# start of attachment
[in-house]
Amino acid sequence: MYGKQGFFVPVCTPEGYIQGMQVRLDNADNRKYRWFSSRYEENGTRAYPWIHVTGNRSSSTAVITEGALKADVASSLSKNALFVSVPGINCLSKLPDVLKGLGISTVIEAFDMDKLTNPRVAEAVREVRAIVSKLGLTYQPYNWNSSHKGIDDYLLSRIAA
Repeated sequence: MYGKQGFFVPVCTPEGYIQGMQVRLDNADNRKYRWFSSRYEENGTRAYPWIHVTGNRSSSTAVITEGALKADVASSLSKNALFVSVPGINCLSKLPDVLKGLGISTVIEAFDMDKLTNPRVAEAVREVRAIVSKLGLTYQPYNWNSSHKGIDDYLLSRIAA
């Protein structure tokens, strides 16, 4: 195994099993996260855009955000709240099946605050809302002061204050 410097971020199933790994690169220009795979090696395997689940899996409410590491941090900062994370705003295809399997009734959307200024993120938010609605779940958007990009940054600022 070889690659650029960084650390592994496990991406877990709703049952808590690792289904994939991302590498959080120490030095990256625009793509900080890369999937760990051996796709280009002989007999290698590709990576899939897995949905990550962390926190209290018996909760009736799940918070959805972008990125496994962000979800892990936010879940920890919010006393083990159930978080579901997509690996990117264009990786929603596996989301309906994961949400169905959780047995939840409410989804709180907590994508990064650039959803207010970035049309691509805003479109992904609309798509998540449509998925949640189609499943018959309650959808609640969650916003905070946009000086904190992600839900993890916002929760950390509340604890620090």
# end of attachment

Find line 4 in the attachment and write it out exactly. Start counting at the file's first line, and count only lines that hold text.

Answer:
């Protein structure tokens, strides 16, 4: 195994099993996260855009955000709240099946605050809302002061204050 410097971020199933790994690169220009795979090696395997689940899996409410590491941090900062994370705003295809399997009734959307200024993120938010609605779940958007990009940054600022 070889690659650029960084650390592994496990991406877990709703049952808590690792289904994939991302590498959080120490030095990256625009793509900080890369999937760990051996796709280009002989007999290698590709990576899939897995949905990550962390926190209290018996909760009736799940918070959805972008990125496994962000979800892990936010879940920890919010006393083990159930978080579901997509690996990117264009990786929603596996989301309906994961949400169905959780047995939840409410989804709180907590994508990064650039959803207010970035049309691509805003479109992904609309798509998540449509998925949640189609499943018959309650959808609640969650916003905070946009000086904190992600839900993890916002929760950390509340604890620090």